Officer Tusan of the Los Angeles Police Department was working as an undercover plain-clothes man on November 12, 1959, in the narcotic division. In the morning of that day the officer met a man known as ‘Ernie’ and they went to the vicinity of East 5th Street and Central Avenue. There Ernie introduced the officer to a third person and they then had a conversation with reference to narcotics. The three men drove in the officer's car ‘to the—or near the New Morris Hotel.’ The car was parked and the third person got out and walked to the northeast corner of East 5th and Stanford Streets and there met the appellant. The third person and appellant conversed and then walked across the street to the southeast corner of the intersection where the third person signalled to the officer to follow them which the officer did in his automobile. The third person and appellant walked to the Harlem Hotel and at that point the third person signalled the officer to park his car. The third person and appellant then went into the Harlem Hotel and were out of sight for about five minutes. The third person then came out of the hotel and called to the officer and ernie. When the officer and Ernie entered the hotel the officer saw the appellant standing in the hallway with a fourth person. The fourth person gave the third person a bindle which contained heroin. The officer asked the price of the bindle and appellant answered ‘eight dollars.’ The officer then said in effect that he wanted two balloons and handed over $16 to the fourth person and thereupon the fourth person handed to the officer two bindles of heroin. The officer, Ernie, the third person and the appellant then went to the officer's car and the officer drove to or near the intersection of East 5th and Stanford Streets where the third person and the appellant got out.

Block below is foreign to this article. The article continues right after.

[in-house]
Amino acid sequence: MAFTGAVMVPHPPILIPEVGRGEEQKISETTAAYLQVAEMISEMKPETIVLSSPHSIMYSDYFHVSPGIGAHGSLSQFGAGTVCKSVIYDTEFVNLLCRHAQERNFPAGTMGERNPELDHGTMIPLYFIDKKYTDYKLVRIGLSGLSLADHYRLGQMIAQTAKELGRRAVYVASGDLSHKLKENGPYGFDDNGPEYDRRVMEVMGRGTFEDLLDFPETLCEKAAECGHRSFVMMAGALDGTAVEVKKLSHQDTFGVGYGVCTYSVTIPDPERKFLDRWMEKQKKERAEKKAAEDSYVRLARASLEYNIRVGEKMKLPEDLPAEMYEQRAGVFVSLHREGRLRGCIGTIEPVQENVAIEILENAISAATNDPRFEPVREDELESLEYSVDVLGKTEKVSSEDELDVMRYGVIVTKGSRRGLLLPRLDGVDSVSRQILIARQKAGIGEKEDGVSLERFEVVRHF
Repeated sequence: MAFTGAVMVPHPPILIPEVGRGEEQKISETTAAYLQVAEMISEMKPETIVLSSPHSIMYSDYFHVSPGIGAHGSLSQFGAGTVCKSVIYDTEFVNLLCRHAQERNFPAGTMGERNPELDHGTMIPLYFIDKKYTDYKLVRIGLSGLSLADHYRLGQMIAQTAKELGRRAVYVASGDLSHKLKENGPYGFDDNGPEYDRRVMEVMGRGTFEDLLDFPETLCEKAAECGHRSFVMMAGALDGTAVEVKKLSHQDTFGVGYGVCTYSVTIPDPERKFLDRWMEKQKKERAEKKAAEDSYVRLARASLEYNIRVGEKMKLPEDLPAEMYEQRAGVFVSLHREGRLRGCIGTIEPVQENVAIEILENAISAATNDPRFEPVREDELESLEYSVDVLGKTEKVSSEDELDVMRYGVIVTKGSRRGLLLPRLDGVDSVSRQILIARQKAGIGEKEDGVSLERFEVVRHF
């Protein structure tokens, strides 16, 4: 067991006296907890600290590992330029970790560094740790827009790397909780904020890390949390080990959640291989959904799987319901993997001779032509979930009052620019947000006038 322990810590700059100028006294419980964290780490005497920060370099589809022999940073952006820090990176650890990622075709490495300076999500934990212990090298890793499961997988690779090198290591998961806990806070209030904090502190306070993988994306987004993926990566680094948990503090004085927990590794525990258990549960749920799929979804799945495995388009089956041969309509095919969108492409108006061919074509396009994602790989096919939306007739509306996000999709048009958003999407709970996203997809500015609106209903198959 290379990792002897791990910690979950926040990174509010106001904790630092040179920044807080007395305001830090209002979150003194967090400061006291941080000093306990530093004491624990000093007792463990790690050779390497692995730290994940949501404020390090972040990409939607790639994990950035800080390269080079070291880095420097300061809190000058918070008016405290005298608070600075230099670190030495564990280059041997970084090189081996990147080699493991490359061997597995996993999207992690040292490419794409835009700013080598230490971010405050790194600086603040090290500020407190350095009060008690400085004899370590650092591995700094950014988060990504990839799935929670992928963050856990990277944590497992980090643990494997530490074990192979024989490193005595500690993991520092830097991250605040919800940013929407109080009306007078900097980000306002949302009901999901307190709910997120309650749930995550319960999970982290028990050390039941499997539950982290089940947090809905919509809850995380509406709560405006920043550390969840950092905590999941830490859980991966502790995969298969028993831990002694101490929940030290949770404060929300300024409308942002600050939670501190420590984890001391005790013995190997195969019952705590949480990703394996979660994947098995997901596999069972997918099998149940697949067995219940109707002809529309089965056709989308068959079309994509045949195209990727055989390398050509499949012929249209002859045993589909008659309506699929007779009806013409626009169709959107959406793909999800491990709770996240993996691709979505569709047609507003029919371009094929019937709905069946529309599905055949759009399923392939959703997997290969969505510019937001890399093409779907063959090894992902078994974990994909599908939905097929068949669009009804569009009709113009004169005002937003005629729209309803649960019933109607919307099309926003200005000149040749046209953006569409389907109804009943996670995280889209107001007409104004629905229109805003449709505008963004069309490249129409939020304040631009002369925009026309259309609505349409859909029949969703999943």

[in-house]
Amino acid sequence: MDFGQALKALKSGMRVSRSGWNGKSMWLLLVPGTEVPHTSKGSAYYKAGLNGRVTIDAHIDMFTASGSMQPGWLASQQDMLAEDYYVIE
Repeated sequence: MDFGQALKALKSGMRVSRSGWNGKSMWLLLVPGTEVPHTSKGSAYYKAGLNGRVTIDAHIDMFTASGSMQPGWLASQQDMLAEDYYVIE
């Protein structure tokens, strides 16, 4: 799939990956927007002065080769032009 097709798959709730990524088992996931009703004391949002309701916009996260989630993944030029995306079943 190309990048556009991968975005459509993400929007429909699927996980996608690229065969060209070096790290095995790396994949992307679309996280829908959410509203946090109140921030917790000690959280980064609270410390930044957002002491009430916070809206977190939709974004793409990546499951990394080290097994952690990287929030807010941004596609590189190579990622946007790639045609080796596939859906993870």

Appellant testified in effect that she was not in the Harlem Hotel at the time in question because, among other things, the vice squad had told her to keep away from the area in question otherwise she would be arrested, and furthermore that she never stated the price of the heroin to the officer. She contends that the evidence was insufficient to justify the judgment in that she was not identified and that the evidence does not establish that she was guilty of a violation of Section 11501, Health and Safety Code.